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If free will is only an illusion, it’s the most convincing one ever

Stanford neuroscientist Robert Sapolsky argues that we don’t actually make choices in life. I decided (I think) to challenge him on that.

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If we don’t have free will, we’ve built our society on a powerful myth. At home and work, in school, and when spending time with friends, people get rewarded and punished for their choices. In the sentencing phase of a criminal trial, a judge typically reduces a sentence only if the defendant had extreme mitigating circumstances, on the grounds that we’re usually responsible for our decisions.

According to Robert Sapolsky, free will is a myth that ought to be shattered. In “Determined: A Science of Life Without Free Will,” he advocates for hard determinism — a philosophical view that free will is an illusion because all events, including our moral decisions, are predetermined by causes beyond our control. Sapolsky reaches this conclusion after a long and distinguished scientific career studying animal and human behavior. His last book was “Behave: The Biology of Humans at Our Best and Worst.” He has received a MacArthur Foundation “genius grant” and is a professor of biology, neurology, and neurological sciences at Stanford University.

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Even if any human action really is the end result of physical processes in our brains and our environments, many philosophers and scientists reject hard determinism, saying that scientific evidence justifies continuing to believe in free will (at least some aspects of it). The philosopher Daniel Dennett and the geneticist and neuroscientist Kevin J. Mitchell argue that evolution enabled free will to evolve. You can even see this play out over the span of individual lives. As we mature, most of us can sufficiently expand our agency and control to be held accountable for what we do.

Robert Sapolsky, the author of “Determined: A Science of Life Without Free Will."Christopher P. Michel

While Sapolsky offers a position that is so extreme he admits he often can’t integrate it into his daily life, he contends we’d be better off if we could accept it. As an example of how he’d apply his philosophy: He thinks it’s not someone’s fault that they turned out to be a dangerous criminal. So they should be sent to prison not to punish them but to quarantine them, just as kids should stay home from school if they’re sick. And since they didn’t choose to be dangerous, we owe them nice accommodations.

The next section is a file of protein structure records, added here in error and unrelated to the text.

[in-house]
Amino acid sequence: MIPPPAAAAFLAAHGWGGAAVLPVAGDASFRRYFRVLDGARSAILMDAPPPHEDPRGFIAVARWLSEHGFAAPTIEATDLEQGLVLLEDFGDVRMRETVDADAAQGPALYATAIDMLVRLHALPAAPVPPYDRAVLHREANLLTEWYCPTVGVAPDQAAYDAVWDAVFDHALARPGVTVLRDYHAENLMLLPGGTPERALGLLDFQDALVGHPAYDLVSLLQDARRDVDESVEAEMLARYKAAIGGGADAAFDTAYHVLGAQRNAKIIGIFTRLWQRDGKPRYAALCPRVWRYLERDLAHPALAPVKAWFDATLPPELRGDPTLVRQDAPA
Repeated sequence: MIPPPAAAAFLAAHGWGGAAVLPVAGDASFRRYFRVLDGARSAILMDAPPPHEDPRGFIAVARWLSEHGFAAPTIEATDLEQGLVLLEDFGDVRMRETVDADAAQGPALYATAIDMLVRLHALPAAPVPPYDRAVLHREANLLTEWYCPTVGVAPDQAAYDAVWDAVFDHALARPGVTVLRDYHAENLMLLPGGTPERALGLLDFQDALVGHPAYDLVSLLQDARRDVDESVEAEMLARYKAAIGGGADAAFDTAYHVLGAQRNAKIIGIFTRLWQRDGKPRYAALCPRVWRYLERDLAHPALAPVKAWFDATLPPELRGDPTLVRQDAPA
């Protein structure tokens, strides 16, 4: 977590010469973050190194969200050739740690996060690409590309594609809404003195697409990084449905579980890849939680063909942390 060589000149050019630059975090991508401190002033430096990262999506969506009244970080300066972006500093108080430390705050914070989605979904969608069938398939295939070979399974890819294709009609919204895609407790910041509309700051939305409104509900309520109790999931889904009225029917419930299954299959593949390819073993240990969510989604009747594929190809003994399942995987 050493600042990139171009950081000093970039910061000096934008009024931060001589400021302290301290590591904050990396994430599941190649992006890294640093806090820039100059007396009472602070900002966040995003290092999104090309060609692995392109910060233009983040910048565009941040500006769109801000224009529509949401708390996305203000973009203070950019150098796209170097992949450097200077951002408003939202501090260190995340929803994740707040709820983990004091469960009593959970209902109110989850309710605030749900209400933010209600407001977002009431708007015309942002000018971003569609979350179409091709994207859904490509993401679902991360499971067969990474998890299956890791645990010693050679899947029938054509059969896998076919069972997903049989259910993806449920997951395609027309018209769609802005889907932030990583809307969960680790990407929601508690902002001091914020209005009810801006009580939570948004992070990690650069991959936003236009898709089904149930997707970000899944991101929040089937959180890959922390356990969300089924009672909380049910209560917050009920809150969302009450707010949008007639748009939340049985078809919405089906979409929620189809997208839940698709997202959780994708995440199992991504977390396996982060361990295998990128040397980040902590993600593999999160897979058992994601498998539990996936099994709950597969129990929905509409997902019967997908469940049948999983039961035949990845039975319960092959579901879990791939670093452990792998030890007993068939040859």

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My interview with Sapolsky has been edited and condensed.

What do you mean when you say all our behavior is determined?

People have a powerful intuition that they have just made a freely willed choice when they’re in a situation where they intend to do something, realize what the consequences are likely to be, and know they have alternatives. What could be more ridiculous than denying I was the captain of my own fate when I picked chocolate over vanilla ice cream?

And yet, as a determinist, I believe that you became the type of person who made that selection entirely due to factors that you had absolutely no control over, like biology and interactions with your environment.

Does this mean free will is an illusion?

Yes, there is no free will whatsoever.

How does determinism affect moral responsibility?

It makes no sense ever to praise anyone or reward them for anything. Nor should we blame or punish anyone because we believe they deserve it. Doing so is intellectually bankrupt.

Are you saying we shouldn’t hate Bernie Madoff for scamming so many people, admire Martin Luther King for being a tireless advocate for justice, and commend parents who sacrifice so their kids can have a better life?

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Correct! Admittedly, it’s a very hard challenge for me to think this way. Most of the time, I feel very pleased with myself when someone says I’ve done a good job. I need to remind myself that I had nothing to do with everything I’ve accomplished. All I’ve done is had the right string of luck. Likewise, hating someone makes as little sense as hating a virus that’s very good at melting your lungs away or hating an earthquake for killing many people.

Why do you bother having an Acknowledgments section of your book where you thank people for their help?

That’s a great question. Ultimately, it’s because I’m a person living in a particular place and time. We’ve gotten to a point where nobody expects to be thanked for making today sunny and warm. That’s a 15th-century mindset. But today, people still expect other expressions of gratitude.

What do you make of President Obama saying, “If you were successful, somebody along the line gave you some help. . . . When we succeed, we succeed because of our individual initiative but also because we do things together.”